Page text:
HC: A lot of the resistance seemed to come from an idea that racial issues don’t concern white Americans. I remember telling you that I didn’t feel like I had a story to tell because a white American opinion seems very well represented in our culture, but by having that mentality it was like putting a hand over my own mouth making me an inactive part of this very necessary conversation. The only way to grow as a community and to expand our cultural vocabulary is through talking about it. These issues concern everyone.

JL: Where are you now in your journey?

HC: When you and I met after the panel on “Where We Stand: Race and Gender in the New Play Sector Round Table Discussion” at the Boston Center for the Arts and Company One’s XX Playlab Festival, I felt as though I had finally come to the end of the journey I had been on, processing how I felt about my cultural background and heritage. There were so many things that were said at that panel and so many themes that were explored during that festival that left me feeling empowered. Ilana Brownstein, Company One’s dramaturge and all around wonderful person said it best that all you can do is be “transparent” with “who” you are. I have kept that thought in the front of my mind and it has enriched the conversations I have continued to have “with love and respect” about diversity and inclusion.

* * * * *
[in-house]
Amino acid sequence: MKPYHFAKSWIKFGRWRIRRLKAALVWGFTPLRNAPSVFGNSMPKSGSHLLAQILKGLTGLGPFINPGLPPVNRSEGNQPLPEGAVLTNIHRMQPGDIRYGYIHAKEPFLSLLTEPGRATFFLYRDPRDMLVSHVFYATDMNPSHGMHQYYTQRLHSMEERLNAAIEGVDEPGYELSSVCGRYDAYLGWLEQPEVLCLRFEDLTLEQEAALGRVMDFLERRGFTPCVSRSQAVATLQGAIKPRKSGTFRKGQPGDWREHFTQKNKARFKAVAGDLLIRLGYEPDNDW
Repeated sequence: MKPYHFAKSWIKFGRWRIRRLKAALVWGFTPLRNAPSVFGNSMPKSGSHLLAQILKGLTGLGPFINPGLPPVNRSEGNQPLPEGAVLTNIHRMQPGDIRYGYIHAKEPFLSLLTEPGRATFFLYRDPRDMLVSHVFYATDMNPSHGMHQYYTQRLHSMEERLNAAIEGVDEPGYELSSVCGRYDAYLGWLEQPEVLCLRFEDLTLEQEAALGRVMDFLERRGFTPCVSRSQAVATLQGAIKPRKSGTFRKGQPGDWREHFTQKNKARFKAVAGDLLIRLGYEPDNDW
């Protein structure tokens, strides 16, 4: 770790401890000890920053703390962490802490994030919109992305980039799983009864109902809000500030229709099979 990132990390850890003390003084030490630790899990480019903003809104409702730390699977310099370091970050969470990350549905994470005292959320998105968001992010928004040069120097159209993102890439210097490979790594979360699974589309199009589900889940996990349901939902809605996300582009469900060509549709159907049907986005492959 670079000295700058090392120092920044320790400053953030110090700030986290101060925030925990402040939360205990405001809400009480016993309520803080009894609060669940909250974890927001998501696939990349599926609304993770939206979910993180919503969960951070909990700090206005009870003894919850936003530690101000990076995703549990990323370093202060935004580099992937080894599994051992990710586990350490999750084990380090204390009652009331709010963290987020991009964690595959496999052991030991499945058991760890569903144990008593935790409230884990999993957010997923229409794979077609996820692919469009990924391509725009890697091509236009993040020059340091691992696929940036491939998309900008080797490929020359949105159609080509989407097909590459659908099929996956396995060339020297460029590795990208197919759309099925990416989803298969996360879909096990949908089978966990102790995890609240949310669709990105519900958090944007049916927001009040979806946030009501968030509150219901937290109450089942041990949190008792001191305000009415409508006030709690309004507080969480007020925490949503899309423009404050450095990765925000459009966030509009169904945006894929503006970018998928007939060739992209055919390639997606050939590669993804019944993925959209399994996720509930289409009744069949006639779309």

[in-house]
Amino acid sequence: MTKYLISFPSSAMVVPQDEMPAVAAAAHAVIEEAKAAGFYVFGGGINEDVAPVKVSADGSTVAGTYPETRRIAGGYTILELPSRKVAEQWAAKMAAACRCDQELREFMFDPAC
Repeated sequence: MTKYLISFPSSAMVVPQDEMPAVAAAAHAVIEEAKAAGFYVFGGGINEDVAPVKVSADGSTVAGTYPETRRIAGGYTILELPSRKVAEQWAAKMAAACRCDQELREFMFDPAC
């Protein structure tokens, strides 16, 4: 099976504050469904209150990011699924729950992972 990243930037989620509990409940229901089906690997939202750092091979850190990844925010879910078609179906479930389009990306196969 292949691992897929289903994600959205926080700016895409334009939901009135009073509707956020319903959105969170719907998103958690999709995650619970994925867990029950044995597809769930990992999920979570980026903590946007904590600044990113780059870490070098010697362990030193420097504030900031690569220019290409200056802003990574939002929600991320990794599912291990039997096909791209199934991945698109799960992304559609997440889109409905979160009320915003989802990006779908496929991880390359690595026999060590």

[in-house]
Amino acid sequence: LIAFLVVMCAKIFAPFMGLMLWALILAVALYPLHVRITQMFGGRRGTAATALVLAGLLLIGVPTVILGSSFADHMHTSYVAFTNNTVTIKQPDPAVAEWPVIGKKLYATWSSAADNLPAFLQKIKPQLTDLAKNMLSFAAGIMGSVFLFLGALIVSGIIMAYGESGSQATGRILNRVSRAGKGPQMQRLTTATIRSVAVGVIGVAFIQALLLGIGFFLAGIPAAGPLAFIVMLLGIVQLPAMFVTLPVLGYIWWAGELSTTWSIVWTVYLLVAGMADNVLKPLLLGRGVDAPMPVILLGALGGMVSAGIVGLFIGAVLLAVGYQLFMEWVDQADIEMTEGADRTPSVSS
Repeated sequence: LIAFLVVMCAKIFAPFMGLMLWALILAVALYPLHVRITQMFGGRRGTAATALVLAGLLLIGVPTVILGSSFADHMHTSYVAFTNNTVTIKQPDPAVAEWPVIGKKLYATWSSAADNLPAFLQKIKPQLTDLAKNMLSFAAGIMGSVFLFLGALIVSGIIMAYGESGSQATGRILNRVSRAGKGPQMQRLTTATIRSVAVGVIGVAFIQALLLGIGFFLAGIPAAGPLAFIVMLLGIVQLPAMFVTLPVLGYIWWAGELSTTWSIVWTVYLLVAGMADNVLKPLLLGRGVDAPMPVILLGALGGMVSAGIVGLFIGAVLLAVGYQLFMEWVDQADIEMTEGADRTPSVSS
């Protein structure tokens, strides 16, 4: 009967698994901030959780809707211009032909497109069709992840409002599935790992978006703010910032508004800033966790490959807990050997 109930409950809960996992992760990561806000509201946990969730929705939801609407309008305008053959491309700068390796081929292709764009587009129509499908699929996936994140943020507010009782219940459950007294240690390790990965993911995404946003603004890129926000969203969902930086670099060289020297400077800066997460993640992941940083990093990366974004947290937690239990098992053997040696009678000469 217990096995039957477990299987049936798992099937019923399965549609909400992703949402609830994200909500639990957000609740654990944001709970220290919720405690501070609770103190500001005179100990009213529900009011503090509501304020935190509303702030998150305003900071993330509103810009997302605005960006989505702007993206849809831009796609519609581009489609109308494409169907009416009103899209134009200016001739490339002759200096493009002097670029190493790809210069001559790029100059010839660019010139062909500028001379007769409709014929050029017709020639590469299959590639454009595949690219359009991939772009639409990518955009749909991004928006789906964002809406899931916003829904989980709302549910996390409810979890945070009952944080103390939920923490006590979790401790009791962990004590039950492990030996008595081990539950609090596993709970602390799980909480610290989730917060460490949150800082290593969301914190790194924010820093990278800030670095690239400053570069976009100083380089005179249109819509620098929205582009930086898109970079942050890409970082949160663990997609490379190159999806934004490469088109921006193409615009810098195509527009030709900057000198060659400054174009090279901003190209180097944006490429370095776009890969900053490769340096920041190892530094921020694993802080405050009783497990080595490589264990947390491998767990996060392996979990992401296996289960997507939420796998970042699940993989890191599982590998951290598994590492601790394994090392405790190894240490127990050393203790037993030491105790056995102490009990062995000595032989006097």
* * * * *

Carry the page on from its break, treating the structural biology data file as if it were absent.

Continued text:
JL: What advice do you have for others trying to engage in conversations about Diversity and Inclusion?

HC: Advice I would have to others trying to engage in conversations about a topic that can be intimidating and sensitive like diversity and Inclusion would be to never invalidate your own opinions. Accept the fact that these discussions can be uncomfortable and scary, but that they are necessary for us to have in order to grow together as a community.

JL: What can theatres do to better serve a larger and more inclusive community? How can they engage their audiences in a deeper, richer and more effective dialogue?

HC: The theatre is made up of story tellers, giving voice to those who do not have one. I think in order to serve a larger and more inclusive community we need to make the theatre more accessible to those people financially (with programs like “no empty seats”) and with the content it chooses to produce. I love what the playwright, Chuck Mee said about casting,